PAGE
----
Abstract:  Collaborative Learning Flow Patterns (CLFPs) structure learning flows to shape desired social interactions among learners leading to fruitful learning gains. It is worthwhile to study the possibilities of CLFP extensions to be applicable in large class contexts and also in Massive Open Online Courses (MOOCs) considering their dynamic, unpredictable nature. This study considers most commonly used patterns for the adaptability in such contexts from different dimensions like pedagogical interest, scalability and other related perspectives. As a result derived from the analysis, a collection of use cases is elaborated illustrating potential collaborative learning opportunities, design requirements, initial screen designs of such activities and expected functionality descriptions for novel CSCL orchestration technologies. One of these use cases is implemented in the PyramidApp tool.

GTI Learning has a visiting PhD student – Tina Papathoma



Tina Papathoma is doing her PhD at the Institute of Educational Technology, Open University, UK. Currently, she is a visiting PhD researcher at UPF for a period of 3 months. The PhD study she is working on is related to how educators learn how to teach in Massive Open Online Courses (MOOCs).¬†During her PhD fellowship Tina is collaborating with Davinia Hernandez-Leo to study how educators learn to work on the processes of designing and facilitating MOOCs. This project contributes to the creation of guidelines that will assist educators in their MOOCs teaching (design, run and facilitate). Tina presented part of her study ¬†on ‚ÄėWho are the mooc educators and what are their tasks?‚Äô¬†in one of the GTI Learning group meetings.


People working in HE institutions and organisations related to education are learning new forms of teaching and learning practice to transform the ways they work. This study explores who the people involved in massive open online courses (moocs) are and how they describe their tasks in those courses. Data were gathered through a multiple case study involving interviews with 28 people involved in moocs. Analysis shows that educators come from different backgrounds (i.e. academics, learning designers, PhD students) with different types of expertise such as teaching, subject matter expertise and learning design expertise. Educators reported that they often collaborated in the mooc process (i.e. design, run, facilitate). However, their roles were not fixed and they often moved from one role to another. This entailed taking different responsibilities for which they may not have the expertise to work on. Some of the most common jobs educators were involved in were setting the course objectives, creation of course materials, pedagogical decisions on how the course will go live, decisions on purchasing copyright material, video presenting, and video editing. Educators reported that they often learned these tasks in practice as training was either limited or absent. In order to manage the challenges they faced in the mooc process they collaborated with each other (sociocultural knowledge) and they self-regulated by seeking advice from experts as well as observing how other moocs have run. The role expectations for educators in moocs may be very demanding. They may need to acquire a range of skills that were not required in their past experience, and they may need to collaborate with others and share each other’s expertise. Institutions, senior management and platforms may assist in that.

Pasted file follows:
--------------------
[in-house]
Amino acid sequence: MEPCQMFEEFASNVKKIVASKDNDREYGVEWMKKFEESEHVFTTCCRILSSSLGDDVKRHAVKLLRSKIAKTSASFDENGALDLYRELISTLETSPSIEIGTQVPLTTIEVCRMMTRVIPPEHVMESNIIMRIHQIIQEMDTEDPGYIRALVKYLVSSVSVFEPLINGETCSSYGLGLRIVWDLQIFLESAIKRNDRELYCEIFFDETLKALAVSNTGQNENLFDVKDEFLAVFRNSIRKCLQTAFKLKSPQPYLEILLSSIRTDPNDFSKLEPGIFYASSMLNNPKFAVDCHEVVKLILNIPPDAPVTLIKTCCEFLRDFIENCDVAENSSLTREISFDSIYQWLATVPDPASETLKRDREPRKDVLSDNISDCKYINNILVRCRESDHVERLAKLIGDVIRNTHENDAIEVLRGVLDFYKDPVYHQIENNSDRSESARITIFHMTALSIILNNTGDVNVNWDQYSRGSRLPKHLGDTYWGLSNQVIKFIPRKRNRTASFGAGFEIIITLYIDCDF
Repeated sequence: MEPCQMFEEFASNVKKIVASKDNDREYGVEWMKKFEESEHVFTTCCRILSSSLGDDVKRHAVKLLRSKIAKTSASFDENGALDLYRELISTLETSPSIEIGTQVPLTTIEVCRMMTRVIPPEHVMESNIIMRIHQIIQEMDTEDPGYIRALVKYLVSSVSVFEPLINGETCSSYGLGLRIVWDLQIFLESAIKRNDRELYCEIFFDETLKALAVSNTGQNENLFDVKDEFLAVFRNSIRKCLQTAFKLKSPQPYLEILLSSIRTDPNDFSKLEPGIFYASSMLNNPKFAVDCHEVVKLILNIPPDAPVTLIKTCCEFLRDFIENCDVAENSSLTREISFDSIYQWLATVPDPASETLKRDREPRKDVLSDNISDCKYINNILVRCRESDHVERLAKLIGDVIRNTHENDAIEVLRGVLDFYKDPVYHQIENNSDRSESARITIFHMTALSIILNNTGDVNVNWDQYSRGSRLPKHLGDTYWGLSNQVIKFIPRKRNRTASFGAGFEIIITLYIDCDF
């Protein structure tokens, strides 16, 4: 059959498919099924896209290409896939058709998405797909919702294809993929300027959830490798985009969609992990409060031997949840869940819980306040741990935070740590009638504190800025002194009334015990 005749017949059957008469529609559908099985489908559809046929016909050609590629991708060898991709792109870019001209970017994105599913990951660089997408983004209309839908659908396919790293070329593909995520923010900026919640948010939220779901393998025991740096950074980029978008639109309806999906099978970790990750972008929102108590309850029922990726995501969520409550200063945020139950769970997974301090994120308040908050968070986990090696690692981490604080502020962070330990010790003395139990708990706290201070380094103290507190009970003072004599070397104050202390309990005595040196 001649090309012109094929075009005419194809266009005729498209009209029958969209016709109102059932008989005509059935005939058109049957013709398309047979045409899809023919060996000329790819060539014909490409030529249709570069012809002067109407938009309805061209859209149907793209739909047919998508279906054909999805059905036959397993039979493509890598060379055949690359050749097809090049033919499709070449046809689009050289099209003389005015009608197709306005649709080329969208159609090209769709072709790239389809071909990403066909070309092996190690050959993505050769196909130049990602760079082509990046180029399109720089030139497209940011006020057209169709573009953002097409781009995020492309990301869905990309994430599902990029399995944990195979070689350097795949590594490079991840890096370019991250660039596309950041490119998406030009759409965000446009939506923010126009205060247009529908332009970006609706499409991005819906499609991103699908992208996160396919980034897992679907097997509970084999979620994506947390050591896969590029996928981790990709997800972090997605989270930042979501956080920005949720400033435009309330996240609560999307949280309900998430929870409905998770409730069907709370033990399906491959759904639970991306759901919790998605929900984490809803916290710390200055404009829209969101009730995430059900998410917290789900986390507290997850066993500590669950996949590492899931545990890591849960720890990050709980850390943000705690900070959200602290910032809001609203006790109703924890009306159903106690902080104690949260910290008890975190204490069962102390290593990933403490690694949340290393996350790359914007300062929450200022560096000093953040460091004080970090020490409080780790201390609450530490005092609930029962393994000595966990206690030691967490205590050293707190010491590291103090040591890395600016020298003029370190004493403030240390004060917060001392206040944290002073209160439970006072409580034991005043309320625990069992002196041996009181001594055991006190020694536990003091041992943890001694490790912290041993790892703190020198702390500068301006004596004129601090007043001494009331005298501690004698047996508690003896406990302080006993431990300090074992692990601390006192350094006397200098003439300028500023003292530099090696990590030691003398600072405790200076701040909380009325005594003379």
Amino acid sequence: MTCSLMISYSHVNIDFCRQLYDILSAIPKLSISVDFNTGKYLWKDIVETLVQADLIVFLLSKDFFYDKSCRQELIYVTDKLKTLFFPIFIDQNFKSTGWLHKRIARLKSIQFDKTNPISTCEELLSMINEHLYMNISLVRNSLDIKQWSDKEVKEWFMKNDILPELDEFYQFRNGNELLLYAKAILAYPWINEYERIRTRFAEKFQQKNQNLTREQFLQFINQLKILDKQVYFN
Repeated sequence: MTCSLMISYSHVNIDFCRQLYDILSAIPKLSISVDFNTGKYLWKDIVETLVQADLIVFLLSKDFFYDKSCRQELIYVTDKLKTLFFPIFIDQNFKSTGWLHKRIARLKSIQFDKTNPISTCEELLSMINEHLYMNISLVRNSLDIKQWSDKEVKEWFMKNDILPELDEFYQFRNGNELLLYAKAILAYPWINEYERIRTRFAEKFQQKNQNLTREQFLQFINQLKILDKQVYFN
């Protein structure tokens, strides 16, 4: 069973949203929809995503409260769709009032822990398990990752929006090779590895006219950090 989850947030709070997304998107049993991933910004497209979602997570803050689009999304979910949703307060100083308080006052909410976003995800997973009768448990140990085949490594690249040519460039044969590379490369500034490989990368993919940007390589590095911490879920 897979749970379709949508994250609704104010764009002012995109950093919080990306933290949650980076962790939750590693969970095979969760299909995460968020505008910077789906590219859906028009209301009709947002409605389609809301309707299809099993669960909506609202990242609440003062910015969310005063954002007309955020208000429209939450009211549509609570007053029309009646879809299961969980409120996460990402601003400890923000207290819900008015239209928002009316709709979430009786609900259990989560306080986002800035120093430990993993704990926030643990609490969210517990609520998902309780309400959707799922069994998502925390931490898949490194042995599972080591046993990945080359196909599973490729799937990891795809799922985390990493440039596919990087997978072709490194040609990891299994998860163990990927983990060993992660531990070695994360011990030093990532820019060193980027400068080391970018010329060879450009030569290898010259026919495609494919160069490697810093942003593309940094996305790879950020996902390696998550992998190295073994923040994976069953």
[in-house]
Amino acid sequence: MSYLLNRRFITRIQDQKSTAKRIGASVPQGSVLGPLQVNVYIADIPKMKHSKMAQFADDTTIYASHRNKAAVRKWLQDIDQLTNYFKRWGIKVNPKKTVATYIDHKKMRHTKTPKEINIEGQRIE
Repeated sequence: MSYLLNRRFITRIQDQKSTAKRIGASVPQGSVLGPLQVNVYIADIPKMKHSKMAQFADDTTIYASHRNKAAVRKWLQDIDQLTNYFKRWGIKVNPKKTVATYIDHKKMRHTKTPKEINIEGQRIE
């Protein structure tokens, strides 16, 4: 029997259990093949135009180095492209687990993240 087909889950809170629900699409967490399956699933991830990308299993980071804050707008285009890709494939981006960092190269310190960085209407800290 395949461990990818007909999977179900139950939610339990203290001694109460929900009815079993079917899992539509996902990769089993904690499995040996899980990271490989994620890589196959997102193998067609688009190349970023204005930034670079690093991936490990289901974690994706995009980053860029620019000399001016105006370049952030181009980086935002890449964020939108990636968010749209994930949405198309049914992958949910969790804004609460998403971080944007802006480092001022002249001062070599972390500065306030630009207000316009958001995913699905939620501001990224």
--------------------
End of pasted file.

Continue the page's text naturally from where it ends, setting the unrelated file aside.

Dai Griffiths, Professor of Education, The University of Bolton visited GTI

Dai Griffiths, Professor of Education, The University of Bolton visited GTI Educational Technologies Group during  1st and 2nd  of June 2017. During his visit members of the educational technologies group shared their PhD  Thesis work with him to which he provided valuable insights.

He also gave a talk ¬†titled “The portability of Learning Analytics applications and learning designs” in which he explored issues associated when sharing work related to “learning analytics” which are often carried out in individual institutions, or, sometimes, in individual ministries of education in isolation. The talk ended up with interesting¬†conversations.

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dai's seminar

GTI Learning participated in EMOOCs Workshop 2017

On May 24th, members of GTI participated in the workshop ‚ÄúHybridEd Workshop: Innovations in Blended Learning with MOOCs‚ÄĚ within the eMOOCs conference 2017. The main goal of the workshop was creating a space and an outlet to share and present experiences in Blended Learning (BL) using MOOCs.